This instructable uses circuit knitting and is written specifically for knitters.
We’ll cover how to create a circuit that uses blue and yellow LEDs, with instructions for hand and machine knitting.
Electronic machine users can download the pattern file below to CNC print the knitting.
(“Rose the Riveter” self-portrait with cuff by Angeleah Daidone. copyright Angeleah Daidone. All other images: Jesse Seay: cc by-nc-sa)
Fingering-weight mercerized cotton yarn (I use Yeoman Cannele. Linen or silk yarns will also work.)
2 strands 34 AWG bus wire
470 ohm resistor
47 ohm resistor
Coin cell battery and case
fastening of choice (i.e. velcro, snaps)
Tools for circuit knitting – outlined in the instructable
Tools for knitting — Instructions are for standard gauge (4.5mm) Japanese machines.
pliers (needle nose are good)
iron & board (for iron-on backing)
soldering set up: soldering iron, safety goggles, fume extractor, etc.
Bitmap File for CNC Knitting the Circuit
Step 1: Knitting Instructions
Gauge is not important. As long as the finished piece will fit your arm, you’re ok.
Cast on 29 stitches in cotton yarn, whatever method you prefer.
Knit 31 rows in stockinette stitch.
Knit pattern. The black squares are two strands of wire held together. The white squares are cotton yarn.
Knit 31 more rows of stockinette.
Bind off, method of your choice.
I’ve developed this as a CNC method for knitting e-textiles. With a hacked Brother electronic machine, download the bitmap file for the pattern and load it directly onto your machine.
The file is 14 x 29 pixels/stitches.
I use free img2track software to do this
Vertical stretch 1.0
Maximum width: 29
Set up the wire as described here.
Tension dial 6.
Waste Yarn. Cast on 29 stitches. Knit 10 rows.
Switch to ravel cord. Knit 1 row.
Switch to Main Yarn.
Carriage on Left. Set dial to KCII. Program pattern as single motif.
Knit 1 row to set the needles.
COR. Feed bus wire into B slot. Set carriage to MC.
COR. Remove wire from carriage. Set carriage to normal knitting, no patterning.
Knit 31 rows.
Switch to ravel cord. Knit 1 row.
Switch to waste yarn. Knit 10 rows.
Remove knitting from machine.
Bind off method of your choice. (I suggest an e-wrap cast on, right after knitting the first ravel cord. Then do a back stitch bind off, after you remove the knitting from the machine.)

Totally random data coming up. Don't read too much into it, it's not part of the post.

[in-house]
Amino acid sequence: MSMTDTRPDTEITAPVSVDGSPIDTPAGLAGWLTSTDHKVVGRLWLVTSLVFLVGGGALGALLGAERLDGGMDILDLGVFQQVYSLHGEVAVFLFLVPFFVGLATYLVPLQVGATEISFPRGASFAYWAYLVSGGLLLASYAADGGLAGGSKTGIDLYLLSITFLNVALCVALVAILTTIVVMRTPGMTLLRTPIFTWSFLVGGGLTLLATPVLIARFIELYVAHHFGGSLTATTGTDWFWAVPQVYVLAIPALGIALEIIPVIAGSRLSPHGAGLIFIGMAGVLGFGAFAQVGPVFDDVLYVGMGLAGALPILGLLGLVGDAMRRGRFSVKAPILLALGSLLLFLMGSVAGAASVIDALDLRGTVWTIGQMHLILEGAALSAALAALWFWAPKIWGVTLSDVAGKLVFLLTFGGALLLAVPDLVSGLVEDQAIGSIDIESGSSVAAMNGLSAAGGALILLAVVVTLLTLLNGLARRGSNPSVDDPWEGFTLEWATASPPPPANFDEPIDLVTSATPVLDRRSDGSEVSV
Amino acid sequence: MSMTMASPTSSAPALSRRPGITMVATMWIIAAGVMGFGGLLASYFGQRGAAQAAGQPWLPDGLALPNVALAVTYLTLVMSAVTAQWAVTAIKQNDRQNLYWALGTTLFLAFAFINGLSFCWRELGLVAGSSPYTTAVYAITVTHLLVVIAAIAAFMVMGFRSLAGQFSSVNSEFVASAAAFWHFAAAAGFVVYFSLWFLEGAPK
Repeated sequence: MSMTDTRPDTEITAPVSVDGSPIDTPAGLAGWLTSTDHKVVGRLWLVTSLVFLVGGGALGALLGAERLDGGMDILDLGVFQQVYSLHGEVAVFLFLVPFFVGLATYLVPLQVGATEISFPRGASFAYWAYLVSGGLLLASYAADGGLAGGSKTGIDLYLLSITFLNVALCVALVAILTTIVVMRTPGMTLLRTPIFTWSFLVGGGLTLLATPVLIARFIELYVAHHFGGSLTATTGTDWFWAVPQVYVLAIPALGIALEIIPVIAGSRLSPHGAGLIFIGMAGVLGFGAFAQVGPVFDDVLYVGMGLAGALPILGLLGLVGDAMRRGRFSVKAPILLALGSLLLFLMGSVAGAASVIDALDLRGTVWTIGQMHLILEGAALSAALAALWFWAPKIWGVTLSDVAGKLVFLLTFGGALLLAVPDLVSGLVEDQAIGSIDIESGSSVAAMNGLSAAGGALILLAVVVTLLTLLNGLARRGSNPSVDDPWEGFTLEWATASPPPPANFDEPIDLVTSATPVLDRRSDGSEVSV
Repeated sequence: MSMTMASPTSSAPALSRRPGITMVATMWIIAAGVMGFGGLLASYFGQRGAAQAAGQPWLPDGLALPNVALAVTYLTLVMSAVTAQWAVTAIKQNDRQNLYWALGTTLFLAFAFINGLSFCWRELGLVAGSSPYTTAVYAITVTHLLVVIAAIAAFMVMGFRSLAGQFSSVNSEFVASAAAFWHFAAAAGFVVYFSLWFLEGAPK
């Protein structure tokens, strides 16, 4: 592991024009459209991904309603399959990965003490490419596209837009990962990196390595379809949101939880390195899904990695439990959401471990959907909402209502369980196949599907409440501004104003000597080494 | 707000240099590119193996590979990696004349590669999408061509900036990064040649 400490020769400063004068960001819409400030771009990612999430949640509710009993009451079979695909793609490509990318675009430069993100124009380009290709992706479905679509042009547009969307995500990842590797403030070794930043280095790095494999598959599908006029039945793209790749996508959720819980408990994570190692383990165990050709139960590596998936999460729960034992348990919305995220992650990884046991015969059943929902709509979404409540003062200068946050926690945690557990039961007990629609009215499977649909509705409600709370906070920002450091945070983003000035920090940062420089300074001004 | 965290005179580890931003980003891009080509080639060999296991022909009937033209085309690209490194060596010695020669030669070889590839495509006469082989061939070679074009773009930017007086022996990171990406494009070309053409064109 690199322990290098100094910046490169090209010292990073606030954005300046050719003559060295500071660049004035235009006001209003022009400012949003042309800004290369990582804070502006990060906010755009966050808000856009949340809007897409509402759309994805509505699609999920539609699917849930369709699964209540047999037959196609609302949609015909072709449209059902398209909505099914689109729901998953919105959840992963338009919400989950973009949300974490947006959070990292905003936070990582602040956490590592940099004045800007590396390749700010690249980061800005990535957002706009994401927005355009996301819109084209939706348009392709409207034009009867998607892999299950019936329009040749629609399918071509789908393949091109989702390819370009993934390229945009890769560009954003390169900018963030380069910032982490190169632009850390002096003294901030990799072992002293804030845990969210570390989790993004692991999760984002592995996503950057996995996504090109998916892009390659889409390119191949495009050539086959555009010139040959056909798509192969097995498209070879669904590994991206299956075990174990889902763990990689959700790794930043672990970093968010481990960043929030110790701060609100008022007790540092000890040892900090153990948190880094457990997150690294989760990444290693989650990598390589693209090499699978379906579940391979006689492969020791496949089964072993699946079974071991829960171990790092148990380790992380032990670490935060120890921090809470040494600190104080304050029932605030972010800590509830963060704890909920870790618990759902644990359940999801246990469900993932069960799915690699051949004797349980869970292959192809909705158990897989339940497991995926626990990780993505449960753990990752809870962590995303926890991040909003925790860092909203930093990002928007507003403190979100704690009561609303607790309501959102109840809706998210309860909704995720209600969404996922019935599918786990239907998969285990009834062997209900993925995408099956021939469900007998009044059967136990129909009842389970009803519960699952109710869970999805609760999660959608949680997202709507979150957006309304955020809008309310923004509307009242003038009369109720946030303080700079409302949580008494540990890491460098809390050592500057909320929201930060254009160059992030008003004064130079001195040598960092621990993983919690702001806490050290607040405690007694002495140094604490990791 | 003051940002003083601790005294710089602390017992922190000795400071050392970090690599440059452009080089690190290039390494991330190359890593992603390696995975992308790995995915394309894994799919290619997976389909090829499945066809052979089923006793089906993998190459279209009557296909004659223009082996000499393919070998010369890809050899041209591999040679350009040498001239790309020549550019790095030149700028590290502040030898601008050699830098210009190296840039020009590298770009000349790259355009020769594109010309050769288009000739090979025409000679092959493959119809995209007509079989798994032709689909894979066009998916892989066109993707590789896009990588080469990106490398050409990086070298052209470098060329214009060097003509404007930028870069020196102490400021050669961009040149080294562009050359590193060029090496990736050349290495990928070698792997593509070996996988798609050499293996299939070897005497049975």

**Visit the last step of this instructable for notes on machine knitting with wire.
Step 2: Tin the stitches, cut the floats, add backing
Once you’ve bound off the stitches, block the piece like you normally would.
Time to solder!
- If you don’t know how to solder, it’s very easy to learn. (Here’s a comic book guide.)
- Spend at least $50 and get a good variable-temperature soldering iron. A good soldering iron makes soldering much easier.
- Use a brass tip cleaner instead of a wet sponge. Works way better.
- Wear safety goggles.
Tin the stitches on the ends of each row (and the two stitches on either side of the gap).
Flip the piece over and, using a diagonal cutter, cut the long wire floats that run between pairs of wire rows. Also cut the floats that run across the gap.
Remove all the stray wire. Make sure the wires are cut short — no tails that could touch another row. Check with the continuity setting of a multimeter to make sure.
Add the backing to protect your skin from solder. I use an iron-on backing:
- Cut a piece 3.5″ by 4.5″ and center it on the backside of the bracelet.
- Dry iron only — no steam.
- Avoid ironing tinned stitches.
- If you sew on a backing instead of ironing, you could probably do that after you build the circuit.
- Lead solder is toxic. Make sure the backing is thick enough to protect your skin. Also, no sweating on the circuit! If this might be a problem, use a backing that’s sweatproof.
- Lead-free solder is also an option. It generally requires a hotter iron than lead solder.
For more detail: http://www.instructables.com/id/Knit-an-LED-Cuff/?ALLSTEPS